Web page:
Research tells us that images of objectified women and sexualized girls are harmful. So what’s GF doing running the ‘Oh, Lola!’ Marc Jacobs perfume ad of a very young looking Dakota Fanning wearing a girly soft pink spotted dress with the perfume bottle between her legs? The ad has been the subject of protests for referencing Lolita (Lola is a variation of Lolita) and the phallic nature of the bottle given its placement. Banned in Britain, the ad was also used as an example by the AMA in its recent call for a new inquiry into the sexualisation of girls.

Until we see truly radical interventions into this public health disaster, including magazines which are major influences of girls, we can only expect the survey results next time to be even worse.

Other stories in this issue include “kick-butt girls (and why we love them). The line-up includes Oprah Winfrey, Lady Gaga, the Prime Minister -a ‘girl’?) and our mums, how to take a compliment, and ‘Modern family’ about different family formations (15-year- old with two mums, 19 and 20 year old in a foster family, 14-year-old being raised by single mum and grandparents), readers’ stories “I found my birth mum on facebook’, “I was born with half a heart”, “I was afraid of everything”, “I suffer occasional deafness”. There’s a useful piece on ‘What to do when there are just too many choices’, another on how to not carry your friend’s emotional baggage and  a sensible discussion on the debate about sugar.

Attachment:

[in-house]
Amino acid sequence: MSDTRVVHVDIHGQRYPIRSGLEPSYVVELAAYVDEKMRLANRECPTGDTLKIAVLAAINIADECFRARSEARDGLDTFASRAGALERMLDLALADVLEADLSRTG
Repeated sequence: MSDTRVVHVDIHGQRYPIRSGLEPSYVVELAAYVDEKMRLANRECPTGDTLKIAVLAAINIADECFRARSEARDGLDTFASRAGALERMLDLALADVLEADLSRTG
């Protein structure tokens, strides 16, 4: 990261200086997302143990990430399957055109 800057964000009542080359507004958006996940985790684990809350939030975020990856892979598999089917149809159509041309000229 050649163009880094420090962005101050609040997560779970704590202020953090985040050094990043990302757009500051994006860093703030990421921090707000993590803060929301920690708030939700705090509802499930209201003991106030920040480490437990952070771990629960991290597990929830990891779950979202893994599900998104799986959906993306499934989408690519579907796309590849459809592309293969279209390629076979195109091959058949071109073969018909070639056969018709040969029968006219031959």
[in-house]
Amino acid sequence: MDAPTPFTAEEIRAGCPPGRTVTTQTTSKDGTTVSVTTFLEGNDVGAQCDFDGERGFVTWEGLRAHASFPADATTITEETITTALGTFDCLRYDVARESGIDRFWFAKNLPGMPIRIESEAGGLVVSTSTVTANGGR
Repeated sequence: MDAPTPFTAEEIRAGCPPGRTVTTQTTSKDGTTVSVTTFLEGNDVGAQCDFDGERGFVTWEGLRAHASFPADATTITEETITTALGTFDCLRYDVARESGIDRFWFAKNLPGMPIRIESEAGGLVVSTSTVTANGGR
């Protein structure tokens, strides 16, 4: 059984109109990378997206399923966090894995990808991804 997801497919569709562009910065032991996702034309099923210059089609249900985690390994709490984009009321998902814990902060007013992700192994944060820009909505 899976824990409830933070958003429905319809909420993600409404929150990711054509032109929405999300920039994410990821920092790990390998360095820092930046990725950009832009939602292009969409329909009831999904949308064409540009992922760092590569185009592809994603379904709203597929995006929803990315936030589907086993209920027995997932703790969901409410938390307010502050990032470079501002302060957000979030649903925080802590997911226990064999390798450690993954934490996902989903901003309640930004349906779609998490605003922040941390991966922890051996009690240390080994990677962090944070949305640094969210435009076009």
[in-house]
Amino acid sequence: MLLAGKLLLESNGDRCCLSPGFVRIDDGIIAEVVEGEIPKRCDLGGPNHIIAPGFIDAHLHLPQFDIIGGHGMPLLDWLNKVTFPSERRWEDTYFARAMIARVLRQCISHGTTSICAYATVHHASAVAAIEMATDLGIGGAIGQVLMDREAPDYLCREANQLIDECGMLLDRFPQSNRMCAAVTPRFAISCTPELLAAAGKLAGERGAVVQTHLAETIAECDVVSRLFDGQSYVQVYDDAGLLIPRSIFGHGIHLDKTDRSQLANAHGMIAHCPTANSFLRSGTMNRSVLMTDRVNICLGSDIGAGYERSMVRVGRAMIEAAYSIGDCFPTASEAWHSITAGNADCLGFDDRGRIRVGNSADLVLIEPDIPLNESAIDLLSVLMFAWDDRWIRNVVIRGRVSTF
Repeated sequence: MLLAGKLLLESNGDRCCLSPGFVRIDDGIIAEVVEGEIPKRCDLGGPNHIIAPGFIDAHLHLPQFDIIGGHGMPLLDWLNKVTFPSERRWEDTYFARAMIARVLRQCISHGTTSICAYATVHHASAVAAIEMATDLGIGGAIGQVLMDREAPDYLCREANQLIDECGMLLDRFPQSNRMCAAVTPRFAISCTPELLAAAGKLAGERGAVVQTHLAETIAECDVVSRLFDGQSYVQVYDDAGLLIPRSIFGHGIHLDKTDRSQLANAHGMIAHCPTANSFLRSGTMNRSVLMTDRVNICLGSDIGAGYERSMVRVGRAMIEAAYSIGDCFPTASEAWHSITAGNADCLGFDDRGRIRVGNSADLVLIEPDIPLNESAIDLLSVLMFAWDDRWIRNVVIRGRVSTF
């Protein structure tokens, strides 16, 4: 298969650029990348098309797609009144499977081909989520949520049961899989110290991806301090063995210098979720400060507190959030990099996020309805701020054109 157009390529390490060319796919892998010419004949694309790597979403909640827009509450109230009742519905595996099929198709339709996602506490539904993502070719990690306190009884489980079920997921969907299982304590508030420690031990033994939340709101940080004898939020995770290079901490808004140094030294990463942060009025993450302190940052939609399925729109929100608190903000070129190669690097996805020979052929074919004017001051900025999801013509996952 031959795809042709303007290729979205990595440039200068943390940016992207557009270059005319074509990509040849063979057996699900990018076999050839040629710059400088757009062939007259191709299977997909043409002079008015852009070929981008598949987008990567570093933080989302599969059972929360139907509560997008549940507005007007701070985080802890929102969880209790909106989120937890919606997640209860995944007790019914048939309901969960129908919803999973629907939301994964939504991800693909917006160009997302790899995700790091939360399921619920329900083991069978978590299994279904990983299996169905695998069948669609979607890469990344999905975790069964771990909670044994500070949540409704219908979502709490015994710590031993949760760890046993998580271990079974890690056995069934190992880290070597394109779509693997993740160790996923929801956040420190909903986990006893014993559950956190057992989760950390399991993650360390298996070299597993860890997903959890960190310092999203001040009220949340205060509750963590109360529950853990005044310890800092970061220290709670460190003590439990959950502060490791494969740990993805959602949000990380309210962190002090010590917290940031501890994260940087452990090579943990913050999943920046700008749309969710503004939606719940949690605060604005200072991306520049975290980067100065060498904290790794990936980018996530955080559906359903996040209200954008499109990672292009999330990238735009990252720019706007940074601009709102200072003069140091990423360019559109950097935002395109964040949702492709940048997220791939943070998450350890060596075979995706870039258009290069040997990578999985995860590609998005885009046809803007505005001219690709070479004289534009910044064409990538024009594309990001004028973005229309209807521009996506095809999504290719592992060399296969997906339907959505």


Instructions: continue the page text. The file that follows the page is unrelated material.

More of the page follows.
I welcomed the articles on Ecstacy (“just because it’s a ’party’ pill doesn’t mean it’ll give you a good time…) including a personal story of a 19-year-old who regrets taking the drug. The dangers of energy drinks also get coverage.

While GF appears to want girls to value themselves for more than their appearance, the same isn’t applied to men and boys in GF. “Top 3 Hotties: Who should be next month’s Hotties? Tell us on Facebook!” On the same page the reader is told “Research has shown that boys are motivated more by love and a desire to form relationships with the girls they date than by superficial reasons like looks. Score!” And five pages later a spread titled “Guys have body issues too”. Maybe it’s because they’re not called hotties?

 author: Melinda Tankard Reist

 Melinda Tankard Reist will be speaking at our Mental Health and Wellbeing Seminars on porn and its impact on young people. The remaining seminars for this year will be in Brisbane, the Gold Coast, Melbourne, Canberra, Adelaide and Sydney. To register or download the brochure click on one of these locations or go to the events section of our website. These events are extremely popular so we urge you to book your seat soon!